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Pluck'd from the wing of human vanity,
Which makes us stoop from our aërial heights,
And, damp'd with omen of our own decease,
On drooping pinions of ambition lower'd,
Just skim earth's surface, ere we break it up,
O’er putrid earth to scratch a little dust,
And save the world a nuisance. Smitten friends
Are angels sent on errands full of love;
For us they languish, and for us they die:
And shall they languish, shall they die, in vain ?
Ungrateful, shall we grieve their hovering shades,
Which wait the revolution in our hearts?
Shall we disdain their silent, soft address;
Their posthumous advice, and pious prayer?
Senseless, as herds that graze their hallow'd graves,
Tread under foot their agonies and groans ;
Frustrate their anguish, and destroy their deaths ?


The bell strikes one. We take no note of time
But from its loss. To give it then a tongue
Is wise in man. As if an angel spoke,
I feel the solemn sound. If heard aright,
It is the knell of my departed hours :
Where are they? With the years beyond the flood.
It is the signal that demands despatch ;
How much is to be done! My hopes and fears
Start up alarm’d, and o'er life's narrow verge
Look down-On what ? a fathomless abyss !
A dread eternity! how surely mine!
And can eternity belong to me,
Poor pensioner on the bounties of an hour ?

On Piety humanity is built ;
And on humanity, much happiness ;
And yet still more on piety itself.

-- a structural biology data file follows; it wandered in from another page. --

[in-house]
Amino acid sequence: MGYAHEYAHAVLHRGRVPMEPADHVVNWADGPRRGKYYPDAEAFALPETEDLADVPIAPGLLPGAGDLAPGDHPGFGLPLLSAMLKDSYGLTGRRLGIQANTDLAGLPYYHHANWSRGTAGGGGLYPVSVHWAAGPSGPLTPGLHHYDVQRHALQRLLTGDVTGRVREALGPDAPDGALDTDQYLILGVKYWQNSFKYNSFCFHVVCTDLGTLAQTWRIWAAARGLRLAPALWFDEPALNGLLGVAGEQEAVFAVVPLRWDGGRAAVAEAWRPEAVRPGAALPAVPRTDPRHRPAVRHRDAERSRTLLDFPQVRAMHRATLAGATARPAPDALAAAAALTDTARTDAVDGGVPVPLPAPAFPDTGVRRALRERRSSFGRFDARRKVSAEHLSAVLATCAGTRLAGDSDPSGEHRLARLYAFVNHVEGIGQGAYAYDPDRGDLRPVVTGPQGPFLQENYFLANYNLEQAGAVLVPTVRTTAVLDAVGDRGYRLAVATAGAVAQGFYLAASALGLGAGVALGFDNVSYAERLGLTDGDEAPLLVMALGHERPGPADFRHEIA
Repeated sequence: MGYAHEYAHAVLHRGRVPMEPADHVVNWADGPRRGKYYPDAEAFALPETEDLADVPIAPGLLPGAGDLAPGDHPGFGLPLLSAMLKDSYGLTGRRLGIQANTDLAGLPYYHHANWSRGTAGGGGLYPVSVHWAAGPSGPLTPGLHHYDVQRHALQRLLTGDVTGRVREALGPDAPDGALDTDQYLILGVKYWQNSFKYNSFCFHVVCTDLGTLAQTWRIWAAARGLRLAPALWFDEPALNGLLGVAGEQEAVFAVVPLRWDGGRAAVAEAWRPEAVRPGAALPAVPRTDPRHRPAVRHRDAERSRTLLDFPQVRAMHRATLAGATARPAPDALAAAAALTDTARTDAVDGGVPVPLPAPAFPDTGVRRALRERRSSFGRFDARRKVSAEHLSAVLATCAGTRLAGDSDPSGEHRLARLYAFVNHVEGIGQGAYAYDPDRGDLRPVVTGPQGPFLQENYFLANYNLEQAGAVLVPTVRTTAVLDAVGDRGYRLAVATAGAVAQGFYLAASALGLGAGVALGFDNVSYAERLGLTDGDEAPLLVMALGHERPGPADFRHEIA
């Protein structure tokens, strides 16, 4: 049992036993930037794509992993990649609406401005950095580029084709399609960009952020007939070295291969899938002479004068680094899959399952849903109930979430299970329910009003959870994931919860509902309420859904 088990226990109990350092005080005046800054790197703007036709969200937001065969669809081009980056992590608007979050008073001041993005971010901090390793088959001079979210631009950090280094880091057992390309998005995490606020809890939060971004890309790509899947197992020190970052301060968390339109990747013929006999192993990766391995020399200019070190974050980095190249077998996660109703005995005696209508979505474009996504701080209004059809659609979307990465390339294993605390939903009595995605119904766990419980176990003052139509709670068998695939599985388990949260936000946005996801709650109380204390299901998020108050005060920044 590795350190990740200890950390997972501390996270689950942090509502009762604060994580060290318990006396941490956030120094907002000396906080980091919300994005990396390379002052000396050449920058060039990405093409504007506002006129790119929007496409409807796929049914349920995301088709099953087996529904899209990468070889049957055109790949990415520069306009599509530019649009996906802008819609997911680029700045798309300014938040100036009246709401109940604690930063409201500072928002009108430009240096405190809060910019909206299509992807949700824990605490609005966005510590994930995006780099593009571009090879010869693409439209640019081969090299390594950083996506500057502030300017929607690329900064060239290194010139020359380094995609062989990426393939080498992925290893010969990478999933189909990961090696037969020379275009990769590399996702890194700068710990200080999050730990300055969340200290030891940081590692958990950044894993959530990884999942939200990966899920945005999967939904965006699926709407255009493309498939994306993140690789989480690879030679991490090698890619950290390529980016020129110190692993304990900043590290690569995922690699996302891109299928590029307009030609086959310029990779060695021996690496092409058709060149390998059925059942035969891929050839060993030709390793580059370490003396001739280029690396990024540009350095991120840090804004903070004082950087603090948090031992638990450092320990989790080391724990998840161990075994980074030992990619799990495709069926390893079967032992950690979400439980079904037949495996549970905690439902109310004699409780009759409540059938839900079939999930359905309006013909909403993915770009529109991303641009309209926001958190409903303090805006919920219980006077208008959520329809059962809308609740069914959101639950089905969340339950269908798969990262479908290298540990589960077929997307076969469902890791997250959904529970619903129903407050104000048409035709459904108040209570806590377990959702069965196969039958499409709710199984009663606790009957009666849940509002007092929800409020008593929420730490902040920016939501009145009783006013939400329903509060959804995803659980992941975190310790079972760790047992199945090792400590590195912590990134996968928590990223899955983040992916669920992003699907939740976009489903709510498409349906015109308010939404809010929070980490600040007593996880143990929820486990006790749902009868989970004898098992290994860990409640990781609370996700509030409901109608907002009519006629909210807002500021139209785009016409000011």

A soul in commerce with her God, is heav

Feels not the tumults and the shocks of life ;
The whirls of passions, and the strokes of heart.
A Deity believed, is joy begun;
A Deity adored, is joy advanced ;
A Deity beloved, is joy matured.
Each branch of piety delight inspires ;
Faith builds a bridge from this world to the next,
O'er death's dark gulf, and all its horror hides ;
Praise, the sweet exhalation of our joy,
That joy exalts, and makes it sweeter still;
Prayer ardent opens heaven, lets down a stream
Of glory on the consecrated hour
Of man, in audience with the Deity.
Who worships the Great God, that instant joins
The first in heaven, and sets his foot on hell.

The Good Man.

Some angel guide my pencil, while I draw,
What nothing less than angel can exceed!
A man on earth devoted to the skies;
Like ships on seas, while in, above the world.

With aspect mild, and elevated eye,
Behold him seated on a mount serene,
Above the fogs of sense, and passion's storm;
All the black cares and tumults of this life,
Like harmless thunders, breaking at his feet,
Excite his pity, not impair his peace.
Earth's genuine sons, the sceptred and the slave,